South Jersey’s Underground Railroad
Its mid February at The Storage Inn Self Storage here in Egg Harbor Township New Jersey, and we’ve already been through Groundhog Day, Mardi Gras, and Valentine’s Day. February, however, is also a month-long celebration of our nation’s Black History. The Storage Inn is located just outside Atlantic City, New Jersey, a city rich in Black History – Club Harlem, Chicken Bone Beach, and the Boardwalk Empire Prohibition Era come to mind immediately, but what many people don’t know, is that Atlantic and Cape May counties in southern New Jersey were integral in the success of the Underground Railroad in the mid 1800’s.
This was brought to light by one of our storage customers who happens to be the curator for the Black History section of the Atlantic City Heritage Collections at the resort’s public library. Below are the highlights of our conversation regarding the underground railroad in our area.
The Underground Railroad was a network of secret routes and safe houses used in the 19th century by slaves to escape to free states and Canada with the aid of abolitionists and allies who were sympathetic to their cause.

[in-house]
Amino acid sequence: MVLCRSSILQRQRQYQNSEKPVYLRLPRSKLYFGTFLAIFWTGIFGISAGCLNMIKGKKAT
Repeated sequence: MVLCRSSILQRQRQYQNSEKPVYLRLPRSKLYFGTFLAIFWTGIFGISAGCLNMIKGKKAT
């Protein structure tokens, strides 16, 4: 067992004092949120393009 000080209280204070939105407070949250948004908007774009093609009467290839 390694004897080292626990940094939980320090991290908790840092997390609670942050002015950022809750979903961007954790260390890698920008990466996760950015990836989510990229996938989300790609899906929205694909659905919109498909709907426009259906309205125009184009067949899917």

These safe houses were located in small communities, so those seeking freedom could go from town to town without anyone noticing them, For slaves using the Underground Railroad to escape the south, reaching Atlantic and Cape May counties offered hope that the journey to freedom might soon be over.
Communities such as Somers Point and Egg Harbor City in Atlantic County offered those escaping slavery a direct path to Pennsylvania, a state that had already outlawed slavery.
“The goal of slaves on the Underground Railroad was to make it to Pennsylvania, so when they got to Egg Harbor City, NJ they knew that freedom was just days away. I’m sure that many people don’t realize how much of an impact South Jersey had on the Underground Railroad,” said Ava, our curator.
Cape May also played a prominent role in the Underground Railroad. Cape May sits directly across the Bay from Delaware and Maryland. During that time, land crossings were actually more difficult than water crossings, so places that had water access became more popular.
Cape May was known to those seeking freedom, as a place with safe locations that they could count on.
Finding reliable numbers for escaped slaves who traveled through New Jersey, let alone Atlantic County, has proven tricky. The national estimate for those who used the Underground Railroad as a path to freedom is between 30,000 and 40,000 escapees.
You know, they say that you learn something new everyday, and today I learned something that makes me just a bit more proud of the South Jersey area! Until the next time!